Some Notes About Linking in C++

[linkstandalone]

One thing that came to my mind frequently, while I was working with C++, was that how to link external libraries to my projects. A lot of the time, when I see a project on Github, I see the source code and a makefile, but I don't know what I suppose to do with them. Do I need to compile them, to a special format? How do I compile them? So today, I decided to resolve this mystery as a gift for myself.

Linking is part of the c++ compilation process, and the goal of this process is to link object files together to create the executable. Libraries (except header-only libraries) are pre-compiled object files, so there are two things that we want to achieve while using them, get the pre-compiled object files and link them to our projects.

What Linking does

The first thing I did was I figured what linking does. Below is an example.

helper.cpp

int sum(int x, int y) {
  return x + y;
}

Let's create the shared library by g++ -fPIC -c -Wall helper.cpp && ld -shared helper.o -o libhelper.so. This command compiles helper.cpp and created the shared library called libhelper.so.

main.cpp


#include "stdio.h"
int sum(int x, int y);

int main() {
  printf("sum %d\n", sum(1, 2));
  return 0;
}

Compile it with g++ -Wall -L/home/saber/learn/cpp/linking -Wl,-rpath=/home/saber/learn/cpp/linking main.cpp -lhelper.

This is the output of the exectuable.

sum 3

One thing that I think very interesting which self-explains what linking does is, we didn't have the definition of sum in main.cpp, we just provided the declaration, and the program worked correctly, as the definition of sum was linked.

Dynamic Library

Dynamic libraries are shared libraries. As the name implies, dynamic libraries can be shared between multiple applications. The linking happens at run-time, so the executable doesn't have the library objects. Only a single copy of libraries is loaded into the memory and applications share the same libraries, thus the memory space is saved.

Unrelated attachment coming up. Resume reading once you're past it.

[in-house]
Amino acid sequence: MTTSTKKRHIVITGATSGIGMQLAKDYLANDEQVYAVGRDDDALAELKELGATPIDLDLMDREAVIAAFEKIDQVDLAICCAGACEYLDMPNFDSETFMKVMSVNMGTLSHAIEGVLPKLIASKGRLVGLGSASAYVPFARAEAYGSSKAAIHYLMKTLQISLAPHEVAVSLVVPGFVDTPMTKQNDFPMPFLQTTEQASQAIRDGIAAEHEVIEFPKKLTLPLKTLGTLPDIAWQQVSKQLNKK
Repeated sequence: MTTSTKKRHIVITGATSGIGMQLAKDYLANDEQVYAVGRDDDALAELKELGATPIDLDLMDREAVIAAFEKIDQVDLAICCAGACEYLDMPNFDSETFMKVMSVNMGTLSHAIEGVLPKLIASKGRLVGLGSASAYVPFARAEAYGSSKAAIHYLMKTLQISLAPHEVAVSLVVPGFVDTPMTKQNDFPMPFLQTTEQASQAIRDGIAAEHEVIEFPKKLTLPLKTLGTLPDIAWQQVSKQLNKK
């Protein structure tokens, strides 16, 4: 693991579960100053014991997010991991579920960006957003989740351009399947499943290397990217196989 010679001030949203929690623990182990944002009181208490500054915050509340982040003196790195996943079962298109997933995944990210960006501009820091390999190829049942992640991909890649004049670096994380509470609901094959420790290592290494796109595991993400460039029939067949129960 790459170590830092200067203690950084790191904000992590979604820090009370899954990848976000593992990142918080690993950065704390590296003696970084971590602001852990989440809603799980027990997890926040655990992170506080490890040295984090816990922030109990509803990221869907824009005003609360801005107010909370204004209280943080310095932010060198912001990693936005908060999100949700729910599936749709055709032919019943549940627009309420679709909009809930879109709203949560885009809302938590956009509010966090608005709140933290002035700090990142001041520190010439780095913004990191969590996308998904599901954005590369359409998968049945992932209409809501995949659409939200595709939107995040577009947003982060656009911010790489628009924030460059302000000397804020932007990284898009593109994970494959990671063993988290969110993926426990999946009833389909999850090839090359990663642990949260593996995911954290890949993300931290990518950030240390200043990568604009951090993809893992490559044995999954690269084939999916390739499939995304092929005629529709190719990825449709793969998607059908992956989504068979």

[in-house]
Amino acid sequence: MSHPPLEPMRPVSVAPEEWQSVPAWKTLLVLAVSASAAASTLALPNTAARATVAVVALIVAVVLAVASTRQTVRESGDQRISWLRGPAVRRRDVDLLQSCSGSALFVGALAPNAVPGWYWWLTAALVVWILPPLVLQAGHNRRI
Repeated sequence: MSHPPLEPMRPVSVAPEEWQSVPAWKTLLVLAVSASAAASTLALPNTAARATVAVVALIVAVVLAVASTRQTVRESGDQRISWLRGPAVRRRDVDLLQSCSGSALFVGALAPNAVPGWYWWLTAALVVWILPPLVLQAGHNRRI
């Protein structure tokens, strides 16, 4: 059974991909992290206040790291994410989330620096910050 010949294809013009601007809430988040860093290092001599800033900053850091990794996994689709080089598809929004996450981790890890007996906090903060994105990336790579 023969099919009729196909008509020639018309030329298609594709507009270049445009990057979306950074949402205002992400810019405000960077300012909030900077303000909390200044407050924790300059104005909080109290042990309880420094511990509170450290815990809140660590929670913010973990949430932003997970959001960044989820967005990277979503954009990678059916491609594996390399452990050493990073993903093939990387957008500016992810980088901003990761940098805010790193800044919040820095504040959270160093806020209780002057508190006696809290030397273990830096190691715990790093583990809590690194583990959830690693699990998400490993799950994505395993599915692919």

Static Library

As the opposite of dynamic library, static library embed the object files as part of the executable, and each executable has its copy of the library, so the executable is larger and the same library will be loaded into memory whenever a program uses it.

Header-only Library

Header only library is just a header file that can include it in your source file. The header file contains the implementation of the library. The advantage of this approach is the library is very easy to be embedded into the projects. Header-only library is common if the library is small, otherwise, the compilation cost will increase a lot.

Use them with CMake

This was the real question that I had. When I found a library on Github, what are the things that I should be looking at for integrating it into my project?

Things are easy if it's a header-only library, just #include it. For shared libraries or static libraries, we need to compile it first and then link them into our projects.

Assume this is our project structure

├── helper
│   └── helper.cpp
└── main.cpp

main.cpp is our program, and helper.cpp is the library source file. The first thing we want to do is creating a CMakeLists.txt for the library to compile it into a static library Let's create a minimalist CMakeLists.txt in the helper directory.

# CMake instructions to make the static lib
ADD_LIBRARY( HelperLib STATIC
	         helper.cpp )

Note that to make it a shared library, all we need to do is to change STATIC to SHARED.

Then we need another CMakeLists.txt for the main program. Let's create one under the root directory as

cmake_minimum_required(VERSION 3.10)

# set the project name
project(test)

add_executable(test main.cpp)

# CMake builds the static library
add_subdirectory(${CMAKE_SOURCE_DIR}/helper)

# Use the static library
TARGET_LINK_LIBRARIES(${PROJECT_NAME} HelperLib)

The above setup allows us to create the binary which has HelperLib linked.